Gracie v. Palmer (21 U.S. 699)/Opinion of the Court
MR. WEBSTER moved to dismiss the writ of error in this case, for want of jurisdiction. He stated that the plaintiffs below, Palmer and others, were described to be aliens, and subjects of the King of Great Britain, and the defendants, Gracie and others, to be citizens of the state of New York; and the suit was brought in the Circuit Court of Pennsylvania. It did not appear that the defendants were inhabitants of, or found in the district of Pennsylvania, at the time of serving the writ; and he therefore contended, under the eleventh section of the Judiciary Act of 1789, c, 20, that no civil suit could be brought against them by original process in that district.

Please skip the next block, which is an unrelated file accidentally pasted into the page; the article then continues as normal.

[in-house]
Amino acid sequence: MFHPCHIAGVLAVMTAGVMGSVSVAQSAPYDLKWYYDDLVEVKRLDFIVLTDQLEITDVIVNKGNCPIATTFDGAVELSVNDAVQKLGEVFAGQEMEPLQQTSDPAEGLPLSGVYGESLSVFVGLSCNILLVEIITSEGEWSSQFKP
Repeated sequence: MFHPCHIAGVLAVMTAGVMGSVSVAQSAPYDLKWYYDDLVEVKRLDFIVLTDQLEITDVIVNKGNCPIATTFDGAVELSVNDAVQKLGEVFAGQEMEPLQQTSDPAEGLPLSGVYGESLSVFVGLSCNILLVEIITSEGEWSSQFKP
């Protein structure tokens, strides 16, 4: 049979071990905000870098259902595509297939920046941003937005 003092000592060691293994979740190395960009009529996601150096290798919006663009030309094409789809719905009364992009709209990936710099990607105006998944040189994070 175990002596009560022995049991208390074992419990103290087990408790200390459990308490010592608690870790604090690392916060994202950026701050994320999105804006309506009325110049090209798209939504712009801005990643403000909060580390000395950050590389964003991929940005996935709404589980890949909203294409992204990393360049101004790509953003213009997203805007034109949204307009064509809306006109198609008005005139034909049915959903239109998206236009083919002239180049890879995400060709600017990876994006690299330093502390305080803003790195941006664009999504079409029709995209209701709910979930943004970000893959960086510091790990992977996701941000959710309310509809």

Mr. Chief Justice Marshall stated that the uniform construction, under the clause of the act referred to, had been that it was not necessary to aver, on the record, that the defendant was an inhabitant of the district, or found therein. That [p700] it was sufficient if the Court appeared to have jurisdiction by the citizenship or alienage of the parties. The exemption from arrest in a district in which the defendant was not an inhabitant, or in which he was not found at the time of serving the process, was the privilege of the defendant, which he might waive by a voluntary appearance. That if process was returned by the marshal as served upon him within the district, it was sufficient, and that where the defendant voluntarily appeared in the court below, without taking the exception, it was an admission of the service, and a waiver of any further inquiry into the matter.